Vale Hugh McDonald
November 21st, 2016 | C. J. Dennis, Festivals, Music, News, Photos, Songs, Toolangi C. J. Dennis Poetry Festival
My dear friend Hugh McDonald died last Friday night.
All those who knew Hugh well knew the end was near, but still it was a shock to receive the news from Rebecca this morning.
Hugh is best known as a member of the former folk-rock group Redgum, and writer of the classic Australian song, “The Diamantina Drover”, but he was, of course, so much more.
Hugh was a great admirer of Henry Lawson, and indeed created an album of songs based on Lawson’s poems. I always felt “The Diamantina Drover” was a “response” to the “call” of Lawson’s “Knocking Around”.
Hugh was one of the few people who made me feel a bit ‘special’. I can’t deny there was an element of bathing in the light of his celebrity. “What does this famous rock star want to hang out with me for?” He was always pleased to see me, ready for a cuppa and a chat.
Perhaps not surprisingly, it was my poetry that first led me to him. I spent much of the late 70s and early 80s hanging around folk/bush bands, trying to persuade them to put my poems to music. Eventually, after giving up on some of the bigger names, I turned to the smaller fry. Hugh was playing with “Moving Cloud” at the time, and I approached him one evening after a gig at the Dan O’Connell. Somewhat surprisingly, he expressed an interest in hearing my work.
We met a couple of times after that, and he started putting one of my songs – a sort of parody of the life of Captain Cook – to music. He played an unfinished version of the song to me on one occasion, but shortly after he rang to tell me he would not be able to finish the song, as he had received a call from Redgum, and they wanted him to join them.
We lost touch after that, and I followed his career, like so many others, through radio and vinyl. Many years later – long after the breakup of Redgum – we made contact again. I heard him being interviewed about his Lawson album by the Coodabeen Champions on ABC Radio one Sunday night. I wrote to the ABC, they passed my letter on to him, and soon we were back in contact again.
Hugh played at my sister’s wedding – where he was one-man juke box! – and at a close friend’s 50th birthday party.
When I was looking for a music soundtrack for a demo of my collection of poems for children, it was Hugh that I turned to.
In spite of all this, however, it is only in the last couple of years that we have become really close. When Maggie Somerville and I decided to put together a CD based on the work of C. J. Dennis, I persuaded Maggie to record it with Hugh. We recorded it over the following twelve months, and the recording sessions were highly enjoyable – occasionally riotous! – occasions. He also graciously helped us to launch “The Two Bees” at the Toolangi C. J. Dennis Poetry Festival in 2015.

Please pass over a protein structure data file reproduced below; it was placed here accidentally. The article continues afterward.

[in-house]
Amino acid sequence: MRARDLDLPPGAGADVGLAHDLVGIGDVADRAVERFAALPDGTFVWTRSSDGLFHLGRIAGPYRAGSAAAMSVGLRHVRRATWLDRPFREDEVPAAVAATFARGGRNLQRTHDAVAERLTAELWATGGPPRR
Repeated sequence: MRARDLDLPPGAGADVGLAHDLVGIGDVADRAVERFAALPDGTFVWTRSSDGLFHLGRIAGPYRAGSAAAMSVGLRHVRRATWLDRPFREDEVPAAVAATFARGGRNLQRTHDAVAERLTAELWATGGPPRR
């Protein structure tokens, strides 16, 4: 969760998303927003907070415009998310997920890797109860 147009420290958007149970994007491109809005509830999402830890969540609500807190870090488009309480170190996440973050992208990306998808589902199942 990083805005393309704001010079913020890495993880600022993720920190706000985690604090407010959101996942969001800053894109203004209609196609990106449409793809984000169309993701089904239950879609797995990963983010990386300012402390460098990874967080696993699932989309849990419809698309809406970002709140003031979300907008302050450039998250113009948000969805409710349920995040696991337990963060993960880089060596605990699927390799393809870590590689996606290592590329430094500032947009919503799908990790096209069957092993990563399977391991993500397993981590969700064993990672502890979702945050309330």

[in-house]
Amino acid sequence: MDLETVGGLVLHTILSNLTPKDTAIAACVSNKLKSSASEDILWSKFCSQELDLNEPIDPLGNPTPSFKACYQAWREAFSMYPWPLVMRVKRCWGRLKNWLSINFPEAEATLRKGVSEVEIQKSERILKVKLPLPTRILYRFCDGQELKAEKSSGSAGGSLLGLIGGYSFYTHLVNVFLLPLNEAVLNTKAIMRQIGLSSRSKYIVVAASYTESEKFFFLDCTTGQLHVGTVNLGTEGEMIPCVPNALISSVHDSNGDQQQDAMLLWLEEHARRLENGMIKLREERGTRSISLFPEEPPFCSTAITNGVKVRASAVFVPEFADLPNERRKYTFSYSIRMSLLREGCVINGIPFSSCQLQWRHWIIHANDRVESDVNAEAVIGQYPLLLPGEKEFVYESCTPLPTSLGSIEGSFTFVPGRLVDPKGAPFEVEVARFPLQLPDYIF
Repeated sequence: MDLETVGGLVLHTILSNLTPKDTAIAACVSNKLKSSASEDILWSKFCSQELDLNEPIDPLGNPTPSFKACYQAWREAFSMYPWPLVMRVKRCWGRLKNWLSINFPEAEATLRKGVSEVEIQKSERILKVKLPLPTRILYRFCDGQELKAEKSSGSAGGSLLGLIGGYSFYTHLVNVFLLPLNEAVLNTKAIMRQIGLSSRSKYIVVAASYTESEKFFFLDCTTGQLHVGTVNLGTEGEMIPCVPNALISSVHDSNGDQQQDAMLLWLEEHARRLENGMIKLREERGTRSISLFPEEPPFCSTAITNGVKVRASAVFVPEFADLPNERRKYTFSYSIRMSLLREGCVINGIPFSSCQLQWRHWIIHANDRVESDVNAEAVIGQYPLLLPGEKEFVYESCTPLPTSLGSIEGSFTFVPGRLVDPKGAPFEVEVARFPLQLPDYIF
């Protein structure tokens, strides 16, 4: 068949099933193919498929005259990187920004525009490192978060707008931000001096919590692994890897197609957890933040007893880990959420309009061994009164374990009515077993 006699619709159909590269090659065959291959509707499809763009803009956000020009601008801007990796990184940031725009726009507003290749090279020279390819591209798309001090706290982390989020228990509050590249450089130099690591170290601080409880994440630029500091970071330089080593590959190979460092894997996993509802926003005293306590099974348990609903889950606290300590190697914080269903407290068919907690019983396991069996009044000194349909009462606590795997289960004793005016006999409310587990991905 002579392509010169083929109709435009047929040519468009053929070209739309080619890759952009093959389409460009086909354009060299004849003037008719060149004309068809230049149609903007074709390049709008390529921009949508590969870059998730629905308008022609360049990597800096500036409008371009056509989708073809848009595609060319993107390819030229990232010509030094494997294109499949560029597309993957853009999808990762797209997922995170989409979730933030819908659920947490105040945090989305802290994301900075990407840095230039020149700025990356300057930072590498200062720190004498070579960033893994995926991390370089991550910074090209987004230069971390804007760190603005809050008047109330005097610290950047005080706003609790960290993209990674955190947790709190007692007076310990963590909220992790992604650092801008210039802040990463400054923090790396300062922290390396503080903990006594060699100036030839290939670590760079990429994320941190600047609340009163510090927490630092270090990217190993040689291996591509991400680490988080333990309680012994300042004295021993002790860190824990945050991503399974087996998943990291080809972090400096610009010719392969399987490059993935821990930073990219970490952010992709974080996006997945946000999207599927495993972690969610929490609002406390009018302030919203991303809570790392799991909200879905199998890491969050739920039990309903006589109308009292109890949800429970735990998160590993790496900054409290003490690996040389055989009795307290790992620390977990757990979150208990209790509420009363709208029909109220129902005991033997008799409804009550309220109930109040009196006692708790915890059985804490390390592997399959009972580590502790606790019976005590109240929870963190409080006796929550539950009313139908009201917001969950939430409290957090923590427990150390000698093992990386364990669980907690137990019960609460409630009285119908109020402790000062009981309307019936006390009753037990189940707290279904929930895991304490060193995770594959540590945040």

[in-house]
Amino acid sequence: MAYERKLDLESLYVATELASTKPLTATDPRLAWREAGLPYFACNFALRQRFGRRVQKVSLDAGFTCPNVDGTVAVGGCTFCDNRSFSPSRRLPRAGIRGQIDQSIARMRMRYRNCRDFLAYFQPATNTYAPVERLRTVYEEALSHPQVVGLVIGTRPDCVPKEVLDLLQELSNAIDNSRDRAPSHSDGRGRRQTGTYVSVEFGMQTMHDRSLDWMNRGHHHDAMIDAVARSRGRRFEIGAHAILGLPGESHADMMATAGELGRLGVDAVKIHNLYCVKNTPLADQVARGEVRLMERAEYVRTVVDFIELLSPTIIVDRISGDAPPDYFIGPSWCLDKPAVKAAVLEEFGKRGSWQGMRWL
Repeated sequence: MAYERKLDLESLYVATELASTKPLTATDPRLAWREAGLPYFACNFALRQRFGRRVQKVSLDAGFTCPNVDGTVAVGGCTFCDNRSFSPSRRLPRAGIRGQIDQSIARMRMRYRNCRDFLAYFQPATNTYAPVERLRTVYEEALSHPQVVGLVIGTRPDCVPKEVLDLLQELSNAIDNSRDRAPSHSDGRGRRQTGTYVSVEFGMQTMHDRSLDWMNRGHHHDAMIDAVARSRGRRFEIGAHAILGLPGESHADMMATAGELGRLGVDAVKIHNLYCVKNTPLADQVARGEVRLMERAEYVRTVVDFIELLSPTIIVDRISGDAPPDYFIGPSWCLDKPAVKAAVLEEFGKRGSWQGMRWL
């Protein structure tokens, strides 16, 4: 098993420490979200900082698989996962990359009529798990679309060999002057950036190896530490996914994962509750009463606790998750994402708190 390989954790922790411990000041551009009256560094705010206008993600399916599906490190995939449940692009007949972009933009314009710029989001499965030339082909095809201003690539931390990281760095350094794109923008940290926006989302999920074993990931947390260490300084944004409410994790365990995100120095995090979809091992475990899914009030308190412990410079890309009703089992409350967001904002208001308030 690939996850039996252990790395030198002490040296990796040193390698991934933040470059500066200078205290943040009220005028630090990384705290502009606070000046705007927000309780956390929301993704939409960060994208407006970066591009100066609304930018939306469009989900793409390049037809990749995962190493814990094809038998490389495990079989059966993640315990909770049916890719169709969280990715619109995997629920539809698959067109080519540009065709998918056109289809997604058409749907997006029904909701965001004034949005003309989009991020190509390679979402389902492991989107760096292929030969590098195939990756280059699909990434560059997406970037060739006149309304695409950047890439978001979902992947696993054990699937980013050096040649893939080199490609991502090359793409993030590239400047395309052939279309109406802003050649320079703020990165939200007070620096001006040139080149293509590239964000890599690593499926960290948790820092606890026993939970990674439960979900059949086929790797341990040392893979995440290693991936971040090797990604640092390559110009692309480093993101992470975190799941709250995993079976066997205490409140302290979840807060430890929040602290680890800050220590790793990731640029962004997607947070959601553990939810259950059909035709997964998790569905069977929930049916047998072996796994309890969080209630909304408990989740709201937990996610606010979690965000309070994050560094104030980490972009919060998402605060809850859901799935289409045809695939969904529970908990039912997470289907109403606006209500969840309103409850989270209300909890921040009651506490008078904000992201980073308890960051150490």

(Hugh was always game to try something new. Here he is playing the saucepan…)
(… and here the gourd.)
(Thanks to Margaret Voake for the last two of these photos, both taken at Toolangi.)
Hugh’s technical mastery was not confined to music instruments. He was a wizard on the computer in his studio, and was always seeking to master new skills. (He also, it must be said, gained great satisfaction from restoring discarded vacuum cleaners to good working order.) Keen to learn another new skill, he offered to make some videos for Maggie and me to help us promote the CD. Apart from the bright red music stand situated forlornly in the middle of the field of vision, he did a great job!
(Thanks to Trevor Pearson for this photo.)
More recently, he has been helping Maggie to complete her second original CD. He was really hoping to complete it before he died. Alas, this was not to be.
Hugh and I were a similar age, and both sons of doctors. (Hugh’s father was a GP in Kerang, a Victorian country town.) Our paths had been very different, however. I had become a doctor myself, while he had followed the path of musician and artist. Hugh was fascinated with science, and medical science in particular. Quackery infuriated him, and he did all he could to expose it when he encountered it. We occasionally reflected on how our lives might have been if he had become a doctor, and I had followed the path of the artist in a more committed manner. I have no doubt he would have made an excellent doctor. He followed the course of his illness and its treatment intensely, and with a degree of detachment that was quite admirable.
It is hard to believe he is gone. I know it will take me a long time to come to terms with his death. I feel a large chunk of me has gone with him. My heart goes out to Rebecca and the rest of his family. Their only consolation can be that they had the great pleasure and privilege of knowing such a wonderful fellow.
(Thanks to Margaret Voake for this photo, too – also taken at Toolangi.)